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New Guidelines for Prescribing Opioid Pain Drugs Published
Date:2/10/2009

GLENVIEW, Ill., Feb. 10 /PRNewswire/ -- A prestigious panel of pain-management experts representing the American Pain Society (APS) www.ampainsoc.org and the American Academy of Pain Medicine (AAPM) has published the first comprehensive clinical practice guideline to assist clinicians in prescribing potent opioid pain medications for patients with chronic non-cancer pain. The long-awaited guideline appears in the current issue of The Journal of Pain, www.jpain.org, the APS peer-reviewed publication.

"The expert panel concluded that opioid pain medications are safe and effective for carefully selected, well-monitored patients with chronic non-cancer pain," said Gilbert J. Fanciullo, MD, a panel co-chair and director, Section of Pain Medicine, Dartmouth Hitchcock Medical Center.

Opioids, such as morphine, oxycodone, oxymorphone and fentanyl are potent analgesics. They traditionally have been used to relieve pain following surgery, from cancer and at the end of life. Today opioids are used widely to relieve severe pain caused by chronic low-back injury, accident trauma, crippling arthritis, sickle cell, fibromyalgia, and other painful conditions.

APS, AAPM and the Oregon Evidence-based Practice Center at Oregon Health and Science University collaborated for two years reviewing more than 8,000 published abstracts and non-published studies to assess clinical evidence from which their recommendations are based. The target audience is clinicians who care for adults with chronic non-cancer pain.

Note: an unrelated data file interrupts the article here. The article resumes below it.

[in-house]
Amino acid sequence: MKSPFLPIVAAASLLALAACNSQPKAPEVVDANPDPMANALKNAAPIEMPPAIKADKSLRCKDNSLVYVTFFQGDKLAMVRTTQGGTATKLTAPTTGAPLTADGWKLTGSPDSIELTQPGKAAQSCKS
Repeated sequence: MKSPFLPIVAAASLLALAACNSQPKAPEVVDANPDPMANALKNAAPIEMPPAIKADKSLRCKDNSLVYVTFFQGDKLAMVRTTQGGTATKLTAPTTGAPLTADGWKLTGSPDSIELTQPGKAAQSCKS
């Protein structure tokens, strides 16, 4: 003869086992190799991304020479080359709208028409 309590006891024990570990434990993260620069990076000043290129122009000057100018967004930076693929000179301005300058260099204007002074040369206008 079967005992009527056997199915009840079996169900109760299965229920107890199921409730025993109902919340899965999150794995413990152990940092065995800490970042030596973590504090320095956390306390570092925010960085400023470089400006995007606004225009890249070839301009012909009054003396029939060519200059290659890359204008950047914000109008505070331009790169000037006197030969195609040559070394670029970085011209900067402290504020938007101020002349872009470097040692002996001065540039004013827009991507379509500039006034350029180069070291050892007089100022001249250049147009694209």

The panel made 25 specific recommendations and achieved unanimous consensus on nearly all. "The guidelines are based on the available evidence and also rely on an underlying assumption that chronic opioid therapy requires prescribers to have clinical skills and knowledge in both the principles of opioid treatment and the assessment and management of risks associated with opioid abuse, addiction and diversion," said Fanciullo.

Opioid prescribing has increased significantly due to growing professional acceptance that the drugs can relieve chronic non-cancer pain, and the guideline acknowledges there are widespread concerns about increases in prescription opioid abuse, addiction and diversion.

"Decisions about chronic opioid therapy must weigh the benefits of these medications against the risks, which include side effects and adverse outcomes associated with abuse," said Perry Fine, MD, panel co-chair and professor of anesthesiology, University of Utah Medical Center.

The guideline on opioid therapy for chronic non-cancer pain is the sixth evidenced-based, pain management clinical practice guideline published by APS. Others have covered sickle-cell disease, arthritis, cancer, fibromyalgia, and low back pain.


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SOURCE American Pain Society
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